Stroke risk is 8 times higher in people with COVID-19

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In a new study, researchers found although both flu and COVID-19 can raise the risk for a stroke, the odds appear to be eight times higher with the coronavirus.

They found among more than 1,900 patients with COVID-19, 1.6% suffered a stroke, versus 0.2% of nearly 1,500 patients seriously ill with flu.

They suggest that doctors taking care of patients with COVID-19 infection should remain vigilant for signs and symptoms of stroke, because the prompt diagnosis may permit effective stroke treatment.

The research was conducted by a team at Weill Cornell Medicine and elsewhere

In the study, the team compared the incidence of stroke among COVID patients and flu patients in two New York City hospitals.

Patients with coronavirus were assessed March 4 through May 2, while researchers analyzed flu data from Jan. 1, 2016, through May 31, 2018.

The team says infections and other inflammatory conditions are established risk factors for stroke, so it is not surprising that patients with COVID-19 disease might have a stroke as a complication of the infection.

In addition, COVID-19 disease has also been linked to blood clots that could increase stroke risk.

The virus has a predilection to cause some level of clotting, and maybe it’s because of increases in inflammation in the body.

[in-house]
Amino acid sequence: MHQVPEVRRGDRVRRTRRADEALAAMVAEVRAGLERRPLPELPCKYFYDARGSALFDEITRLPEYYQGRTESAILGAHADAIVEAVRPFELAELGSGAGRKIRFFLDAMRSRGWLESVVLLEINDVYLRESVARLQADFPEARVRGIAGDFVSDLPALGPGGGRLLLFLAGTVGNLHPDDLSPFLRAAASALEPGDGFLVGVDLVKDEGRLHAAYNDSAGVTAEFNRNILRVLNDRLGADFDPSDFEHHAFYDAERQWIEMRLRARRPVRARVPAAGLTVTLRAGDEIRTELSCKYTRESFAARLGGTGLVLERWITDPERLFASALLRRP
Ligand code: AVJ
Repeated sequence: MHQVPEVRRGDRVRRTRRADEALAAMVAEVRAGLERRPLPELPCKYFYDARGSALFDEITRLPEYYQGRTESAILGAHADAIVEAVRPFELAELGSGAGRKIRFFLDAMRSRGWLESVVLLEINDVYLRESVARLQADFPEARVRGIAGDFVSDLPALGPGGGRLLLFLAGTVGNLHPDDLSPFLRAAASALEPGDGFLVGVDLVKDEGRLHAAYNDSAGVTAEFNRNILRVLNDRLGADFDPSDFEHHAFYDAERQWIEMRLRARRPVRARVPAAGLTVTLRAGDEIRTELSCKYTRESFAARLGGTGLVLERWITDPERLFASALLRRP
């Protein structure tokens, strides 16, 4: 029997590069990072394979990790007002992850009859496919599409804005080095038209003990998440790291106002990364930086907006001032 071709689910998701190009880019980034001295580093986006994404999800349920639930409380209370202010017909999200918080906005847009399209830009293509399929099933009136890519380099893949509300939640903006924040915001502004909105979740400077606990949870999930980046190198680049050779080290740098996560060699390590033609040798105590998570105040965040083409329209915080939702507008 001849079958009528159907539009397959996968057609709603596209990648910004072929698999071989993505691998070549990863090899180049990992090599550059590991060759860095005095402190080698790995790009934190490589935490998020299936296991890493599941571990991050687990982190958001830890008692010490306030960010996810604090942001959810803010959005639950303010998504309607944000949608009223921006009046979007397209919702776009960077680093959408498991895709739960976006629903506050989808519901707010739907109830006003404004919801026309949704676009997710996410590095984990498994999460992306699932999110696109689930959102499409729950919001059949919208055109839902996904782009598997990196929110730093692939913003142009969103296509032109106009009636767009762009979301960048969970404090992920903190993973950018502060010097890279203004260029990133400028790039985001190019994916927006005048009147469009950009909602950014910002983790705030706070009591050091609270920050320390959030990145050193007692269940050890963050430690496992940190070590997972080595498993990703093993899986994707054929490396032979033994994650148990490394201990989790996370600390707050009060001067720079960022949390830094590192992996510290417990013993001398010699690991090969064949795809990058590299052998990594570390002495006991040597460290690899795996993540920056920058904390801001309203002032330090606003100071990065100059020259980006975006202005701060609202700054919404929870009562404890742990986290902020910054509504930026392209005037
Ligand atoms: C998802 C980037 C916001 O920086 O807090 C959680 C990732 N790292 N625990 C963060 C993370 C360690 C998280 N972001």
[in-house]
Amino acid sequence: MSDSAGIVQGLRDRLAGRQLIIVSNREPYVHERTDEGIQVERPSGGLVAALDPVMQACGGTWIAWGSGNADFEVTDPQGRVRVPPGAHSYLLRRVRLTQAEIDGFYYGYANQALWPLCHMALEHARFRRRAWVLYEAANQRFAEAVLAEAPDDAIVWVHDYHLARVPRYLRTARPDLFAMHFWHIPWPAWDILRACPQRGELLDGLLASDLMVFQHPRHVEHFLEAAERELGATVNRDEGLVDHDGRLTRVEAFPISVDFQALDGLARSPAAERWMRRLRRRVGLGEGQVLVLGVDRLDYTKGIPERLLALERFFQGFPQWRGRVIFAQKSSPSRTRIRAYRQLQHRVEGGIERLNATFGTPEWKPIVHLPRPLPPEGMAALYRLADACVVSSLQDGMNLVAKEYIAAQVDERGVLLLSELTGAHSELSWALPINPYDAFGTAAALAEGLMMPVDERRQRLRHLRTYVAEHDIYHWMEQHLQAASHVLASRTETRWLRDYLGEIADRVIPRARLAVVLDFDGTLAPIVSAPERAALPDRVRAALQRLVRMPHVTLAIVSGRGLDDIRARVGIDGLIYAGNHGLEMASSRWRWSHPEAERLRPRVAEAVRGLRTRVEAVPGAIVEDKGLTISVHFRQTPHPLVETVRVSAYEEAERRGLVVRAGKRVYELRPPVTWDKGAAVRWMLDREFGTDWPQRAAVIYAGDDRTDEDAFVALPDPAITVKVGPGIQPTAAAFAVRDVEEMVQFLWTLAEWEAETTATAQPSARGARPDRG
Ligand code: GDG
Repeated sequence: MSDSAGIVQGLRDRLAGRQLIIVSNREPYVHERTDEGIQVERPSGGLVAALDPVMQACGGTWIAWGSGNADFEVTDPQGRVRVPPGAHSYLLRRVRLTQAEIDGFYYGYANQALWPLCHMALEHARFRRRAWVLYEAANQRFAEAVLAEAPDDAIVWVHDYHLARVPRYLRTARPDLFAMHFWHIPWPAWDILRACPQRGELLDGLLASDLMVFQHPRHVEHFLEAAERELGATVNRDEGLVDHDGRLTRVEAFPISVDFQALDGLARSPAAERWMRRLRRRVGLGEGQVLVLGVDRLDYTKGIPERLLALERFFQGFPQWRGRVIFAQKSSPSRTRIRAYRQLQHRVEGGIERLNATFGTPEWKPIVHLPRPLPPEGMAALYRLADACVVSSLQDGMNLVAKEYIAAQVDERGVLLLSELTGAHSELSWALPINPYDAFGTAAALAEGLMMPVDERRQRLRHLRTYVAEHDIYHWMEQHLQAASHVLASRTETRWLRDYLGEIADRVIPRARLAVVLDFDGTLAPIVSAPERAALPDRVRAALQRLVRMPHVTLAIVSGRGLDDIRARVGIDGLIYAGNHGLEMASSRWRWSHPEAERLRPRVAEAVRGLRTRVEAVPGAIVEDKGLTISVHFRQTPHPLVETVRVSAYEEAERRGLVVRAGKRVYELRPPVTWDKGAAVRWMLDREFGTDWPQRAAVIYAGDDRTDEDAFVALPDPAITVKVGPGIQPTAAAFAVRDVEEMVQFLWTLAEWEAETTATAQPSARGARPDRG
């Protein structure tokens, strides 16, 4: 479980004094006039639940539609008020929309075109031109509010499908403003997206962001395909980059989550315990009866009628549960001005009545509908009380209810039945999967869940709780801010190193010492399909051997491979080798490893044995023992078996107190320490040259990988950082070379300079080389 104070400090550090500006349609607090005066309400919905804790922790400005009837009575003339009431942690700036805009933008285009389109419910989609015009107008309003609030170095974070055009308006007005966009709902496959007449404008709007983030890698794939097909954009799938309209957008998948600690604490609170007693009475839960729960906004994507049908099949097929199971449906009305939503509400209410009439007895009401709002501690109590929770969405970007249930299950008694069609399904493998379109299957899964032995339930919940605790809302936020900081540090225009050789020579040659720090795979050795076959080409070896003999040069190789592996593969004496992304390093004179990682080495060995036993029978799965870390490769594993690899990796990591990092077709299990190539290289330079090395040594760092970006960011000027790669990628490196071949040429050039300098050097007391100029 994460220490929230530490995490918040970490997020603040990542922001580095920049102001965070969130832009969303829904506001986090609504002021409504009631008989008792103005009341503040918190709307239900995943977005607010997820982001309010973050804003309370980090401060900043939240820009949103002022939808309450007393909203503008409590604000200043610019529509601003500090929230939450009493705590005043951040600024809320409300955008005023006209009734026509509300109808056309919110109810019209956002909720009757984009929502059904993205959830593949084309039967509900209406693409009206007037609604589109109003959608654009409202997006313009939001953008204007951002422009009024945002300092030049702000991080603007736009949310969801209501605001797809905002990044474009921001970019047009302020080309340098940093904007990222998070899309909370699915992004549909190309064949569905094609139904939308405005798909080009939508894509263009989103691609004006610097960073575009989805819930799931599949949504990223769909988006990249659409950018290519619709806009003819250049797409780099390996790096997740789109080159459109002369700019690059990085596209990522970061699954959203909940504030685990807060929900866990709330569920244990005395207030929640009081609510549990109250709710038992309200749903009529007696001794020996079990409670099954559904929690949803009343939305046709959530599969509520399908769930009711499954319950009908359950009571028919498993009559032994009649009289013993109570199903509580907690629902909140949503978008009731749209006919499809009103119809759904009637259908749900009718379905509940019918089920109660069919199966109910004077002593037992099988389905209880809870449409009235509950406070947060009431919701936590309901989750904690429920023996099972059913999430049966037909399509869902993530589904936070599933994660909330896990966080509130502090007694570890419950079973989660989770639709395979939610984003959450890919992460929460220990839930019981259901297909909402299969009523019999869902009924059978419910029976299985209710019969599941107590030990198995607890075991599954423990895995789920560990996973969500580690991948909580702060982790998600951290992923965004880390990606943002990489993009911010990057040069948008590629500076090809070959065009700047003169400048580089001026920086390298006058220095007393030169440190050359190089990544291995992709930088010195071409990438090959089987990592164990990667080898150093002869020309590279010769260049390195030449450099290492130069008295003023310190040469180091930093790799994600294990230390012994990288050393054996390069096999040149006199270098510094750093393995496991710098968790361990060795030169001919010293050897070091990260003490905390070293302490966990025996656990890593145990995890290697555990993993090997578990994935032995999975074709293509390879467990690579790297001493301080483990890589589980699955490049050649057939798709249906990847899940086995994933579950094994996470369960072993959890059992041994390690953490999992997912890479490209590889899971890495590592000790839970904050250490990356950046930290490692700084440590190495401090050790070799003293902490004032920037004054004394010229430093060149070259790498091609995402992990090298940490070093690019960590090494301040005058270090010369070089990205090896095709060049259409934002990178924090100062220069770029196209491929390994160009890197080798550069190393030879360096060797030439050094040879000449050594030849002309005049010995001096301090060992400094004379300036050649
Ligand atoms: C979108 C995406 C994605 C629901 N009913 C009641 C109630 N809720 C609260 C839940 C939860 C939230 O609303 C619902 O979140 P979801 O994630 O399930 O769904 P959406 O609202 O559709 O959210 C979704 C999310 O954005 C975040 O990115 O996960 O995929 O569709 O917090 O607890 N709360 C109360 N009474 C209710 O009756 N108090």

The researchers explained that COVID-19 attacks the cells that line blood vessels, which is one reason for the increased risk for blood clots leading to stroke.

Antibodies also play a role in the development of stroke.

Because of these risks, COVID-19 patients are monitored for signs of clotting. In general, every patient with COVID-19 gets put on low-level blood thinners to try and prevent clots.

Patients who have clots are put on higher doses of blood thinners to keep them from having clots that may damage vital organs.

Fortunately, only a small percentage of COVID-19 patients have strokes, Out of 1,916 patients who had the virus in the study, 31 suffered a stroke.

However, the disability after a stroke can be a lasting effect of the virus.

One author of the study is Dr. Neal Parikh, an assistant professor of neurology and neuroscience.

The study is published in the journal JAMA Neurology.

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